Steeped in maritime history, La Rochelle is a lively, compact city with off-beat museums and excellent restaurants.
Less than a half-hour’s drive south of the Vendée sits the capital of Charente-Maritime département, the lively seaport of La Rochelle. A modestly proportioned town of 80,000 inhabitants, this is a fascinating place with history oozing from its arcades, harbour and quaint streets, before you even get to its collection of diverse museums.
‘Belle et rebelle’ (‘Beautiful and rebellious’) is the Rochelais motto, apt for a city that is both elegant and steeped in a history of resistance. Fully deserving of its reputation as one of France’s best-known and most attractive ports, this historic city is within easy reach for anyone staying in the south Vendée. Indeed, its airport and railway station make La Rochelle highly accessible from Britain as a short-break destination in its own right and it’s also a renowned stopover for sailors.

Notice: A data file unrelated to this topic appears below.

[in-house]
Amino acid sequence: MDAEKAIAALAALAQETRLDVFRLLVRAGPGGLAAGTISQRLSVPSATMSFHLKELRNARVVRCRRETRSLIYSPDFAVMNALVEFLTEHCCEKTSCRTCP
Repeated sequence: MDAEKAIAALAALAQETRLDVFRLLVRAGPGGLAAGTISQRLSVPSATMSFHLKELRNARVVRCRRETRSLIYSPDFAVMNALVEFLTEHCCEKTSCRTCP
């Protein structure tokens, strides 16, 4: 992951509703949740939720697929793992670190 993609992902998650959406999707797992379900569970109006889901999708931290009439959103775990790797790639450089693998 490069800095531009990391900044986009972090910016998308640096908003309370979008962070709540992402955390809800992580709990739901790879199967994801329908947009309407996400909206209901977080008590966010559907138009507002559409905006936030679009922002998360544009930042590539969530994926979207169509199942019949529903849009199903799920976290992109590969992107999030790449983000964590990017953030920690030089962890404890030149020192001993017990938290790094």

Principal shopping streets are the Grande-Rue des Merciers, full of half-timbered buildings, and Rue du Palais, which has a branch of the Galeries Lafayette department store.
Particularly pleasing are the covered, arched and galleried pavements which hide the shopfronts for those who want to see unspoilt façades but which allow the retail fun to continue in bad weather. The market on Wednesday and even more so on Saturday is a must, with the surrounding streets closed to traffic.
In the roads around the fairy-tale-style hôtel de ville (town hall), look out for the 16th-century Maison Henri II, the mirrored gilt splendour of the Café de la Paix on Place de Verdun, and the Porte de la Grosse Horloge – the gateway between port and city. La Rochelle also offers a small, town-centre beach: tiny Plage de la Concurrence, just west of the Tour de la Lanterne.